With the worsening humanitarian crisis in Ukraine, international sanctions against Russia, ongoing conflict in the Middle East, and long Covid in China, market performance is more unpredictable than ever before. Thus, it is vital that investors understand the magnitude of the risks they are taking and become familiar with ways to potentially mitigate losses.
One of the biggest issues we are facing today is hyper-inflation. Around the world, we have seen price surges due to supply chain bottlenecks from Covid lockdowns and international sanctions from war. These price surges include that of crude oil, with Brent soaring to its highest level in seven years. The consumer price index in the US increased by 7.9% over the past 12 months, and the European Union reported an annual inflation of up to 7.5%. Both advanced and emerging economies in Asia experienced higher energy and food prices due to pandemic disruptions.
Historically, rapid inflation is bad for investments in stocks and bonds because it erodes the purchasing power of the investor and diminishes the value of his holdings. It is also bad for savings, because money held in savings accounts do not grow much. With inflation running high, savings will be at risk of losing value as the same amount of money will allow you to buy less.
Rising inflation raises the prospect of a period of economic stagnation to follow, or worse, a recession. To protect against volatile times ahead, investors can shield their investments with some of these more advanced tactics.
Portfolio diversification is a well-known tactic for investors looking to navigate market turmoil without suffering great losses. In times of instability, different types of assets – most notably precious metals such as gold and silver – are used as hedges, and many investors take short positions in bearish markets, hoping to cushion their losses. While these may be the most popular ways of minimising damage done by volatile markets, they are not the only ones.
In a talk at the Singapore Trading Festival which took place over the first weekend of April 2022, Saxo Markets Singapore’s Chun Fei Lin shared some advice on navigating unstable markets. While she advises investors ‘rebalance their portfolio’ by investing in gold and other commodities, she makes a point to direct their attention to ‘Real Estate Investment Trusts (REITs)’ and ‘Treasury Inflation Protected Securities (TIPS)’.
Gold is widely regarded as a haven in times of market volatility as it is largely unaffected by the performance of other assets. Commodities (outside of metals) encompass a diverse range of products, some of which are negatively correlated with stocks and bonds. These include corn and livestock, which can serve as havens against the threat of inflation as well.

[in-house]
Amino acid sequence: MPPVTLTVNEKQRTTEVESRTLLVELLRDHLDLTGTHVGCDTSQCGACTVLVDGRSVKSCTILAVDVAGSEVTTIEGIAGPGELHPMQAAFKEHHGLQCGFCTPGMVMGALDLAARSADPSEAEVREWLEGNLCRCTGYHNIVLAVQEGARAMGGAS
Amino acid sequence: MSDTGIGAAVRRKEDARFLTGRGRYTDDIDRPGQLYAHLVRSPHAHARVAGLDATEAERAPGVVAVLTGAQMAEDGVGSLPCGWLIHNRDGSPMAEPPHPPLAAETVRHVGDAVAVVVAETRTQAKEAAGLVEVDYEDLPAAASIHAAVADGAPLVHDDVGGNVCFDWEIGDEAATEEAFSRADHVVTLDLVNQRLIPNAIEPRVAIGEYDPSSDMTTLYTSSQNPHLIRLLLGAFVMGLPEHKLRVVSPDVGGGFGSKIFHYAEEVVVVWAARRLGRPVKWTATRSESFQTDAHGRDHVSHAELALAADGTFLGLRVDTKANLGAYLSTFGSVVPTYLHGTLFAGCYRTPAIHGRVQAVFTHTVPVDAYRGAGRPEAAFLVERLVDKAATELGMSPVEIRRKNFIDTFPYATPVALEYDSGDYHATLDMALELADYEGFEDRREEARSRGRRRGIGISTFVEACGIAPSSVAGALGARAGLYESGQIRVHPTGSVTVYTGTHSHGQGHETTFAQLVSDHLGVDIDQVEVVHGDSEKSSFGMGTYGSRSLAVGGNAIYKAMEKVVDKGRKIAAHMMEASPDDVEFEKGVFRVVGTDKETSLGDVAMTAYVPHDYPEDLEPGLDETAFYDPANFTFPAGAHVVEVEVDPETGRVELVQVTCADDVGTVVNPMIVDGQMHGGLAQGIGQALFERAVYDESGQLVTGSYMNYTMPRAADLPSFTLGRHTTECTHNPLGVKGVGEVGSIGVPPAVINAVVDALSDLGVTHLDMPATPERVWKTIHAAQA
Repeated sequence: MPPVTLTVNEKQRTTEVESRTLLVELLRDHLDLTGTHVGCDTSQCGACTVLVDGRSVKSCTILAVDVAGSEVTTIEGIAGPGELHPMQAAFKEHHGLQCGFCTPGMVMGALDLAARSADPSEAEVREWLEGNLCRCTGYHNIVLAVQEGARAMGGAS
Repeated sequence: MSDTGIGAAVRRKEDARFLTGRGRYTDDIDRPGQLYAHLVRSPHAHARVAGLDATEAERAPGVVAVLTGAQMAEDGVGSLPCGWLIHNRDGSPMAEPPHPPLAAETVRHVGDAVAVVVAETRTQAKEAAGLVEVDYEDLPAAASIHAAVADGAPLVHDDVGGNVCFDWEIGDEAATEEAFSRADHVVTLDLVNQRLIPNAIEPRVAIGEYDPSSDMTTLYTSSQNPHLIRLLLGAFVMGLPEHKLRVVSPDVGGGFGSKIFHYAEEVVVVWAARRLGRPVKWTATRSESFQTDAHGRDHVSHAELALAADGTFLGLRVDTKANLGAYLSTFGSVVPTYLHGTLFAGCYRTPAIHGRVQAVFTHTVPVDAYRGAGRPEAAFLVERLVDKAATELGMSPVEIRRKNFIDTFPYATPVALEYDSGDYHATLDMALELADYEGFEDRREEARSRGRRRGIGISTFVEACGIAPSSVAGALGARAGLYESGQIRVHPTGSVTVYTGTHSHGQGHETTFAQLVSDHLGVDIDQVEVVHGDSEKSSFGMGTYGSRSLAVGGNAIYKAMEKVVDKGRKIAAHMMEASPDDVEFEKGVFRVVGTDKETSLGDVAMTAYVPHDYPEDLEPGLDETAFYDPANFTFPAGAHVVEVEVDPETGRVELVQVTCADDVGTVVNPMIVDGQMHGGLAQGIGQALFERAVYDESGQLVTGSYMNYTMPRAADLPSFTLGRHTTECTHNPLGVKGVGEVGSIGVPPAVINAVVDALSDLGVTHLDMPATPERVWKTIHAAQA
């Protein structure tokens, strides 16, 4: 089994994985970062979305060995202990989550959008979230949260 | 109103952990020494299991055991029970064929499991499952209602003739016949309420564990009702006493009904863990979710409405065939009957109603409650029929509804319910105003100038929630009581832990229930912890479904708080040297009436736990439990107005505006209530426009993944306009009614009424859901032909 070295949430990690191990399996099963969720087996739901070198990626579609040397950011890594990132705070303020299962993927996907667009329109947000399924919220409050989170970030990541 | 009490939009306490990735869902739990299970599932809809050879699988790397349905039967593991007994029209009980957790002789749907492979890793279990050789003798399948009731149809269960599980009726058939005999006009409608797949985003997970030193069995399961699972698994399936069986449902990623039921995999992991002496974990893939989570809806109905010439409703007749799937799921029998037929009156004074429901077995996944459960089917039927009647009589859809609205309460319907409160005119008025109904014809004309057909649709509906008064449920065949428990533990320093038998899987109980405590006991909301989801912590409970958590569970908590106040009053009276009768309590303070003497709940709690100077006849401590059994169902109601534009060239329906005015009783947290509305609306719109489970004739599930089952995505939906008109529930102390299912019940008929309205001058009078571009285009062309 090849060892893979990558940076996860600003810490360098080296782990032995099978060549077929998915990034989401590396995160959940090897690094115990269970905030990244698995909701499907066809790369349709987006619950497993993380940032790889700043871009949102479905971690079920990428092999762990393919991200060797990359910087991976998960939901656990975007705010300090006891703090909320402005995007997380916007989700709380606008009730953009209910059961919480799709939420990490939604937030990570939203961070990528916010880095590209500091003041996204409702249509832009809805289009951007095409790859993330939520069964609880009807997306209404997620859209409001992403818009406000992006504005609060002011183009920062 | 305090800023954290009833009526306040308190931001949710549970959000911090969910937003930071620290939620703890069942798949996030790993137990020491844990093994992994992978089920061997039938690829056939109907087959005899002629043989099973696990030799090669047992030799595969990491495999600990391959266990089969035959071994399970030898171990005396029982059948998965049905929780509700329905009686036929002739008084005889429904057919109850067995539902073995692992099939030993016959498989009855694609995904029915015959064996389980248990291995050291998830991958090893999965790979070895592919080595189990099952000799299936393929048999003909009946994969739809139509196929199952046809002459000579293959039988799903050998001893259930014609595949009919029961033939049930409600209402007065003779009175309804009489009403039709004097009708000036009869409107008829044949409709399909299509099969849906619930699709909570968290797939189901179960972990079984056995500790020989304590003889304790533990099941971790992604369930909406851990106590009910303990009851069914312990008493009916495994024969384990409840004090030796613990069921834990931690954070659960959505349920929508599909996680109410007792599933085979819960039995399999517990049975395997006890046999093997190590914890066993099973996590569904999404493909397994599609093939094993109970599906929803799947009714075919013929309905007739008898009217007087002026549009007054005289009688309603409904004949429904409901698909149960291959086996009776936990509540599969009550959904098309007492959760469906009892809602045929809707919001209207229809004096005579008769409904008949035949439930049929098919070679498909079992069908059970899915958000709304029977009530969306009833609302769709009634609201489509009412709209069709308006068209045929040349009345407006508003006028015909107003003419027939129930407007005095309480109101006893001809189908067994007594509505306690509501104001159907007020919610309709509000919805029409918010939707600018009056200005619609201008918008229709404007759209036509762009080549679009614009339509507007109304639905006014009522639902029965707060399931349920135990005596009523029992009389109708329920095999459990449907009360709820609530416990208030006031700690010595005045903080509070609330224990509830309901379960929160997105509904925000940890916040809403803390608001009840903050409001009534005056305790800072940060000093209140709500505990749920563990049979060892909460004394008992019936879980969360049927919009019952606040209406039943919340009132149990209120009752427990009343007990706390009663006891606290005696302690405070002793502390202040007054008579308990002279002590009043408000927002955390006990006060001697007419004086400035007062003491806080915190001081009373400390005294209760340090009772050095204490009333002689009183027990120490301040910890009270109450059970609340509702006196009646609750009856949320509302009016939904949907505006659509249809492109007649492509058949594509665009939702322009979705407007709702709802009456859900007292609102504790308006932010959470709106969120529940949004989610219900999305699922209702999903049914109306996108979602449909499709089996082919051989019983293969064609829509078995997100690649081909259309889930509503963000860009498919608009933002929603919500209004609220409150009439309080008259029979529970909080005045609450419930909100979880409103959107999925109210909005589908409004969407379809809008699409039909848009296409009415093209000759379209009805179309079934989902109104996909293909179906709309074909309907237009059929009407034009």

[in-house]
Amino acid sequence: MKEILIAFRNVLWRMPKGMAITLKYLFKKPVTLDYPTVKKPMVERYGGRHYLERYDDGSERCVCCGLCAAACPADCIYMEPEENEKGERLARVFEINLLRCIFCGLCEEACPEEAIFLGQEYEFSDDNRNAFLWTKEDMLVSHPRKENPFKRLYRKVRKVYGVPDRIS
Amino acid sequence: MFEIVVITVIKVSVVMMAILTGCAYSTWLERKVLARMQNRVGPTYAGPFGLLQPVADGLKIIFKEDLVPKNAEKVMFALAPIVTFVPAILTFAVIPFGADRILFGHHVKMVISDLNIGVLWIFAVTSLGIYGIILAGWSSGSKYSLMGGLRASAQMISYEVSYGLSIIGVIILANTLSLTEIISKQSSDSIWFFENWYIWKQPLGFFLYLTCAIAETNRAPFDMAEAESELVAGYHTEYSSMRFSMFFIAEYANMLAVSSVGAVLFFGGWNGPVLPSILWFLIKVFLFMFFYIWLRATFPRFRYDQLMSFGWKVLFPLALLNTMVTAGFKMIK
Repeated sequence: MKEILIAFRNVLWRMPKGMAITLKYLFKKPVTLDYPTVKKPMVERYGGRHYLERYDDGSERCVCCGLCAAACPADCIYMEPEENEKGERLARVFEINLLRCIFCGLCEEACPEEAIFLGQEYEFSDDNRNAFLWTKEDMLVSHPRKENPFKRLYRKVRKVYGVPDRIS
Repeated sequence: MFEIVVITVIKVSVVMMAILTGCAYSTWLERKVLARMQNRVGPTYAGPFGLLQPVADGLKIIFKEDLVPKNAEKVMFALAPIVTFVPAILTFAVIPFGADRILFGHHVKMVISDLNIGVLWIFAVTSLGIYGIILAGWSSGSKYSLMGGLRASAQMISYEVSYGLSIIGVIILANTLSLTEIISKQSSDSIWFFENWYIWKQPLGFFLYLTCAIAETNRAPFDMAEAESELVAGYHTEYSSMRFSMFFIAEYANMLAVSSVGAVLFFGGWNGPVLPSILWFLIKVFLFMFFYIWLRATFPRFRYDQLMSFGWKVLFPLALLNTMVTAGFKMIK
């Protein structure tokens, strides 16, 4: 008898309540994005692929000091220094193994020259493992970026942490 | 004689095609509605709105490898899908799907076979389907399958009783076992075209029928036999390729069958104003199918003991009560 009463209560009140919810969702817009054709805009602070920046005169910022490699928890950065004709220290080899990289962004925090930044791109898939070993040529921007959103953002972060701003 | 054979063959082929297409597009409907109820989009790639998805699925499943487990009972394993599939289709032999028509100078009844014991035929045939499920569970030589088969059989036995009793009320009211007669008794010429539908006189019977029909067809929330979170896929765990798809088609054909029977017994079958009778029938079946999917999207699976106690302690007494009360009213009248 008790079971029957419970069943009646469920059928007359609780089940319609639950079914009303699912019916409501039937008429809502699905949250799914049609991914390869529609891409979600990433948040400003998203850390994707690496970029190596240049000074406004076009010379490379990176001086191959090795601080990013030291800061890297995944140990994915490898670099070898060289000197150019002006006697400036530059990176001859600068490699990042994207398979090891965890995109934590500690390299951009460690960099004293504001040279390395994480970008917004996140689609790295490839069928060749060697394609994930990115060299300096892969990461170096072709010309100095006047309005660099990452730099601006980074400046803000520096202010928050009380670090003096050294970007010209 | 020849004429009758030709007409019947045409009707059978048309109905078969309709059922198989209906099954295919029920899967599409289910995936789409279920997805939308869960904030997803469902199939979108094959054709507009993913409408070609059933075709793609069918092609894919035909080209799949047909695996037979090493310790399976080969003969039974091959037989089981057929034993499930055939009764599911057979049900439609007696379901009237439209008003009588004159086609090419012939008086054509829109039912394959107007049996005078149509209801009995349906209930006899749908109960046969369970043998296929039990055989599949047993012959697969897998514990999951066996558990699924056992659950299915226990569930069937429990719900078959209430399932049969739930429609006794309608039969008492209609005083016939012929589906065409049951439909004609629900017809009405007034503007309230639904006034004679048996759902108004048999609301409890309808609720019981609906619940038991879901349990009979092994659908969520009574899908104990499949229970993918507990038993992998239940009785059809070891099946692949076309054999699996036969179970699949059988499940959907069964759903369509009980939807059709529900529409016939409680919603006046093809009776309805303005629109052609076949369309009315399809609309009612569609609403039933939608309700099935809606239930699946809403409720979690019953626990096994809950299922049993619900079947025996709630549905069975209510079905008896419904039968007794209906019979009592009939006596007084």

However, it can serve investors well to look beyond these two common hedges.
A Real Estate Investment Trust (REIT) is a collective investment scheme that is often described as being ‘recession-proof’. It aims to deliver a source of recurrent income to investors through focused investment in income-generating properties. Directly investing in high-quality real estate can be difficult as it requires large amounts of time, capital, and industry knowledge. REITs offer investors the option of having a diverse portfolio of shopping malls, offices, hotels, both locally and globally, without those challenges.
During inflationary periods, REITs can benefit from rising real estate prices and provide a stable dividend for investors.
Treasury Inflation Protected Securities (TIPS) are a type of Treasury security issued by the US government, which can be purchased by anyone through a bank or a broker. TIPS are indexed to inflation in order to protect investors from declines in the purchasing power of their money. In other words, when inflation rises, TIPS adjust in price (principal amount) and maintain their real value.
Therefore, the principal amount investors put in will always be protected, and investors will never receive less than their original investment. Additionally, TIPS are also a popular asset in inflationary periods because they pay interest biannually based on a rate determined by the value of the bond. This means that investors even receive higher interest or coupon payments as inflation rises.
While portfolio diversification can be a great way to protect against inflationary periods, investors are faced with a different challenge in volatile markets where great spikes can take place quickly and without warning. During these unstable times, investors can look to buy put options, which is a huge draw as a hedging strategy in volatile markets.
Buying a put option gives the buyer the right to sell an underlying asset at the price stated in the option within a predetermined timeframe. By purchasing a put option, the investor is essentially buying time and transferring the downside risk to the seller while they observe market conditions. If the transaction does not work out, the buyer loses the premium paid for the option but nothing more than that.
Faced with volatile markets, investors can also pull back to safe zone by moving to cash or cash equivalents partially or completely. Though this is not advisable in times of rapid inflation, it is a wise decision when markets are simply too unpredictable for anyone to make calls.
In the world of investment, sometimes cutting your losses is the only option you may have. By getting out quickly, you may not end up making a huge profit from your investments, but you will not be suffering great losses either. When the market shows signs of stabilising, you can turn your cash back into equity holdings.